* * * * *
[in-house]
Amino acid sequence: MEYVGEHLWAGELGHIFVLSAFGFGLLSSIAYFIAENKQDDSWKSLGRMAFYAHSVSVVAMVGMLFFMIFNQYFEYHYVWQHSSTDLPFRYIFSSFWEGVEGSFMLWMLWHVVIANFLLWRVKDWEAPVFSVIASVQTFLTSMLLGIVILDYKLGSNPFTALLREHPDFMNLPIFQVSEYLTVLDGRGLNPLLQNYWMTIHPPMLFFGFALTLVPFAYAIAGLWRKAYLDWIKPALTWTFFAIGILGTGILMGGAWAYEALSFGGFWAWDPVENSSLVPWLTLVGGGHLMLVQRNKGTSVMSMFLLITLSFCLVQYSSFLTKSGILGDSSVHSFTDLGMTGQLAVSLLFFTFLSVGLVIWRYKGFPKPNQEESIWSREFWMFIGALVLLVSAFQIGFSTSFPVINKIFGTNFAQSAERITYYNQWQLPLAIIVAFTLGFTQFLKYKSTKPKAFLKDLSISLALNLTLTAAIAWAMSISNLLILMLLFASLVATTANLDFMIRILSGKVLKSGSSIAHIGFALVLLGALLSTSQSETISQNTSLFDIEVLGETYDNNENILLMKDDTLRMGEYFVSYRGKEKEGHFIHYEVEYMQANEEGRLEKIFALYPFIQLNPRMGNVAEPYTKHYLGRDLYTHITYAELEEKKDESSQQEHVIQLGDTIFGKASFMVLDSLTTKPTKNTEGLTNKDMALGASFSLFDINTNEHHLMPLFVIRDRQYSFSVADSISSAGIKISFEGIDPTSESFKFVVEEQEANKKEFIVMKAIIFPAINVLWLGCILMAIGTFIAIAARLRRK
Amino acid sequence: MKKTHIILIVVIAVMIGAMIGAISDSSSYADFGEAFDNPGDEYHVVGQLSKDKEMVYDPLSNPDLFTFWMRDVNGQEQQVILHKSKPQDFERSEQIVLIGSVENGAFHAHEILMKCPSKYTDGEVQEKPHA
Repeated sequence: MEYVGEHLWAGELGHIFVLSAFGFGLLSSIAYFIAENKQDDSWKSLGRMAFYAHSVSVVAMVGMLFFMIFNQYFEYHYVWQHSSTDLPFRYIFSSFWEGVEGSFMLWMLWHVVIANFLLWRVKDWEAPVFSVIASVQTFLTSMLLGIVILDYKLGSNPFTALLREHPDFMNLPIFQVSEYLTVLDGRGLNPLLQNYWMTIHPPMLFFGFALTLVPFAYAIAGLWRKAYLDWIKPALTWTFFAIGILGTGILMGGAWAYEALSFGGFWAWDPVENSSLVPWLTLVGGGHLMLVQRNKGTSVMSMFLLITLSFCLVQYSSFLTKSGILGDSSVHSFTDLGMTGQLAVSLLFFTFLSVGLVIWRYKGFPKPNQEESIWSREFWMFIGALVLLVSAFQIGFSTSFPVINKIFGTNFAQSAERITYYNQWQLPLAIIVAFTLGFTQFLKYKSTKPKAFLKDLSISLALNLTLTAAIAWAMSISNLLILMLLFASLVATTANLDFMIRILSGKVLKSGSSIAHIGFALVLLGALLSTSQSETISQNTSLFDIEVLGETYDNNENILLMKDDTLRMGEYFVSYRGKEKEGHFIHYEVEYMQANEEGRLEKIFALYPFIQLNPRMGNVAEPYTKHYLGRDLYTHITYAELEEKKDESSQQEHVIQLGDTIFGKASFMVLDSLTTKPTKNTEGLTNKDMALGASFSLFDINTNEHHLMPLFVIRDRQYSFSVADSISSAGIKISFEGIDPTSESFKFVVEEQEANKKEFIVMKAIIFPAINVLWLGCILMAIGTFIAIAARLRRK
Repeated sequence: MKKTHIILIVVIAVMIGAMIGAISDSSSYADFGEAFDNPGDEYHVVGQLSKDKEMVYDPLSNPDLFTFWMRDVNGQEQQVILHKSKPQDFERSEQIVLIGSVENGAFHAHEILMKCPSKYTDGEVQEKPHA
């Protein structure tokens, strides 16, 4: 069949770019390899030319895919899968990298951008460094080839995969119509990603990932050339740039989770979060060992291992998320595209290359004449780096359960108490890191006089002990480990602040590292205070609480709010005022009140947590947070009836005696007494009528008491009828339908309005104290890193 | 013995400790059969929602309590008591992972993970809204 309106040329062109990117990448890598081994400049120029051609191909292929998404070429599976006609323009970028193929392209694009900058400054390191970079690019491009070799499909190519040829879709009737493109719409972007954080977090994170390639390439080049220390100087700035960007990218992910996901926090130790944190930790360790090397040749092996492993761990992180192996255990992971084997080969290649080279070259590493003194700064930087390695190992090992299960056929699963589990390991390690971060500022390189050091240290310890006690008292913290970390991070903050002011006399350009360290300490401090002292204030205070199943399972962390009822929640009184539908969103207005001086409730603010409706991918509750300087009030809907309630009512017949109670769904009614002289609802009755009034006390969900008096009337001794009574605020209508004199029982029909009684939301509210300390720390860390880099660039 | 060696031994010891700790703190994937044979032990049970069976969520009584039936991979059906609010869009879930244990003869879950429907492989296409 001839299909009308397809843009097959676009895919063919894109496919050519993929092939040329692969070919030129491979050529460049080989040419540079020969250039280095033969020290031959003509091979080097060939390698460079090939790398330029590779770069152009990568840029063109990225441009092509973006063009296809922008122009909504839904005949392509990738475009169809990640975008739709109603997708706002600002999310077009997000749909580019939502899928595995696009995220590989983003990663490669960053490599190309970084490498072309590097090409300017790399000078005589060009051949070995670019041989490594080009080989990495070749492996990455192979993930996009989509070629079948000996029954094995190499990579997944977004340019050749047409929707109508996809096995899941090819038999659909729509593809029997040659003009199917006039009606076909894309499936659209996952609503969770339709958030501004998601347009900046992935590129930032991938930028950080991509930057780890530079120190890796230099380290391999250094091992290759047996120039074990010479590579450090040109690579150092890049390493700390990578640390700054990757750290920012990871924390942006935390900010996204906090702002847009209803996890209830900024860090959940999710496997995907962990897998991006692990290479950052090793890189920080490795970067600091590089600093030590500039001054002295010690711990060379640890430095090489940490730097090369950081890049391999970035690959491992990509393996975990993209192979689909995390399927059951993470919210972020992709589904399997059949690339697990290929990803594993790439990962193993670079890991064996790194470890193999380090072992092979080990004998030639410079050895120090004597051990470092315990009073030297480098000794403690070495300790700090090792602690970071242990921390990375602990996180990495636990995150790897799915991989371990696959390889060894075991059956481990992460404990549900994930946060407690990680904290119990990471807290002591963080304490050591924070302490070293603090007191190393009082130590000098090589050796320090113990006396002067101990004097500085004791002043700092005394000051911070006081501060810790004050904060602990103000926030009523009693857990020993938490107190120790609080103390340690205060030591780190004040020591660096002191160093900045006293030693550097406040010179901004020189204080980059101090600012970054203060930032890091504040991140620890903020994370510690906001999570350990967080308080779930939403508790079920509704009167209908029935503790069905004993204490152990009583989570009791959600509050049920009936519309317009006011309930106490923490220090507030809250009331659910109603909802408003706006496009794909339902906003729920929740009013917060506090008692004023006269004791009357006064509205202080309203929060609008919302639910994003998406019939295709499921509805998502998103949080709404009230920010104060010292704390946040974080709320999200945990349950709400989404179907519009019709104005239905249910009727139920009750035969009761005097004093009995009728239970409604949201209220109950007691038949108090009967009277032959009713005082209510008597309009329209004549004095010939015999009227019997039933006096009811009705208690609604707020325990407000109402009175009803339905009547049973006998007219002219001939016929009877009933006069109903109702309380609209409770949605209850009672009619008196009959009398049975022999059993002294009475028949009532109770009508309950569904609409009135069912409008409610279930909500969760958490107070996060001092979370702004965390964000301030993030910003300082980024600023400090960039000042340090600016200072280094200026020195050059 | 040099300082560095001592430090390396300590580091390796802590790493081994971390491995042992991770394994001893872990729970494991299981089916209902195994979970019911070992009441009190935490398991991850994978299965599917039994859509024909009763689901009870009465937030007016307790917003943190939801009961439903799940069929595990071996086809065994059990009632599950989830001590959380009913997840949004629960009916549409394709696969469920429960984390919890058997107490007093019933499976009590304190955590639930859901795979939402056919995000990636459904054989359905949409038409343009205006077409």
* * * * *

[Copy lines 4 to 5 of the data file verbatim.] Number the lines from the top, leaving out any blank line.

Repeated sequence: MEYVGEHLWAGELGHIFVLSAFGFGLLSSIAYFIAENKQDDSWKSLGRMAFYAHSVSVVAMVGMLFFMIFNQYFEYHYVWQHSSTDLPFRYIFSSFWEGVEGSFMLWMLWHVVIANFLLWRVKDWEAPVFSVIASVQTFLTSMLLGIVILDYKLGSNPFTALLREHPDFMNLPIFQVSEYLTVLDGRGLNPLLQNYWMTIHPPMLFFGFALTLVPFAYAIAGLWRKAYLDWIKPALTWTFFAIGILGTGILMGGAWAYEALSFGGFWAWDPVENSSLVPWLTLVGGGHLMLVQRNKGTSVMSMFLLITLSFCLVQYSSFLTKSGILGDSSVHSFTDLGMTGQLAVSLLFFTFLSVGLVIWRYKGFPKPNQEESIWSREFWMFIGALVLLVSAFQIGFSTSFPVINKIFGTNFAQSAERITYYNQWQLPLAIIVAFTLGFTQFLKYKSTKPKAFLKDLSISLALNLTLTAAIAWAMSISNLLILMLLFASLVATTANLDFMIRILSGKVLKSGSSIAHIGFALVLLGALLSTSQSETISQNTSLFDIEVLGETYDNNENILLMKDDTLRMGEYFVSYRGKEKEGHFIHYEVEYMQANEEGRLEKIFALYPFIQLNPRMGNVAEPYTKHYLGRDLYTHITYAELEEKKDESSQQEHVIQLGDTIFGKASFMVLDSLTTKPTKNTEGLTNKDMALGASFSLFDINTNEHHLMPLFVIRDRQYSFSVADSISSAGIKISFEGIDPTSESFKFVVEEQEANKKEFIVMKAIIFPAINVLWLGCILMAIGTFIAIAARLRRK
Repeated sequence: MKKTHIILIVVIAVMIGAMIGAISDSSSYADFGEAFDNPGDEYHVVGQLSKDKEMVYDPLSNPDLFTFWMRDVNGQEQQVILHKSKPQDFERSEQIVLIGSVENGAFHAHEILMKCPSKYTDGEVQEKPHA